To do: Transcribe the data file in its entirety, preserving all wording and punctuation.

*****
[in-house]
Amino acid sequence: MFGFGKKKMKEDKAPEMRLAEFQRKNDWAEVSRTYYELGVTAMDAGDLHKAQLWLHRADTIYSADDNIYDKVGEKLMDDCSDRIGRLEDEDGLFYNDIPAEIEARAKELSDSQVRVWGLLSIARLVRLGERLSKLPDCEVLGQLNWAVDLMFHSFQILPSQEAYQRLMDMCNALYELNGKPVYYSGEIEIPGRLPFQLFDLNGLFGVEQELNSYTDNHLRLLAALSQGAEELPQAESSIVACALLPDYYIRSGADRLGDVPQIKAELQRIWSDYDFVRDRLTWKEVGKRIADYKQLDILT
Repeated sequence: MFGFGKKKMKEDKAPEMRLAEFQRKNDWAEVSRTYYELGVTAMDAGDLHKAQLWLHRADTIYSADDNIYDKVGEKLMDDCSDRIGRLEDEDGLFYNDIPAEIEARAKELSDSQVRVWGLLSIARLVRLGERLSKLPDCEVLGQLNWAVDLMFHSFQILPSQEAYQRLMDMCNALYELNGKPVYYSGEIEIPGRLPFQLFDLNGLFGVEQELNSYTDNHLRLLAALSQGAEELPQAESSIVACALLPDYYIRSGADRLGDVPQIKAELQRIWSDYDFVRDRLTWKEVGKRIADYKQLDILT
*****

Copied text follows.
[in-house]
Amino acid sequence: MFGFGKKKMKEDKAPEMRLAEFQRKNDWAEVSRTYYELGVTAMDAGDLHKAQLWLHRADTIYSADDNIYDKVGEKLMDDCSDRIGRLEDEDGLFYNDIPAEIEARAKELSDSQVRVWGLLSIARLVRLGERLSKLPDCEVLGQLNWAVDLMFHSFQILPSQEAYQRLMDMCNALYELNGKPVYYSGEIEIPGRLPFQLFDLNGLFGVEQELNSYTDNHLRLLAALSQGAEELPQAESSIVACALLPDYYIRSGADRLGDVPQIKAELQRIWSDYDFVRDRLTWKEVGKRIADYKQLDILT
Repeated sequence: MFGFGKKKMKEDKAPEMRLAEFQRKNDWAEVSRTYYELGVTAMDAGDLHKAQLWLHRADTIYSADDNIYDKVGEKLMDDCSDRIGRLEDEDGLFYNDIPAEIEARAKELSDSQVRVWGLLSIARLVRLGERLSKLPDCEVLGQLNWAVDLMFHSFQILPSQEAYQRLMDMCNALYELNGKPVYYSGEIEIPGRLPFQLFDLNGLFGVEQELNSYTDNHLRLLAALSQGAEELPQAESSIVACALLPDYYIRSGADRLGDVPQIKAELQRIWSDYDFVRDRLTWKEVGKRIADYKQLDILT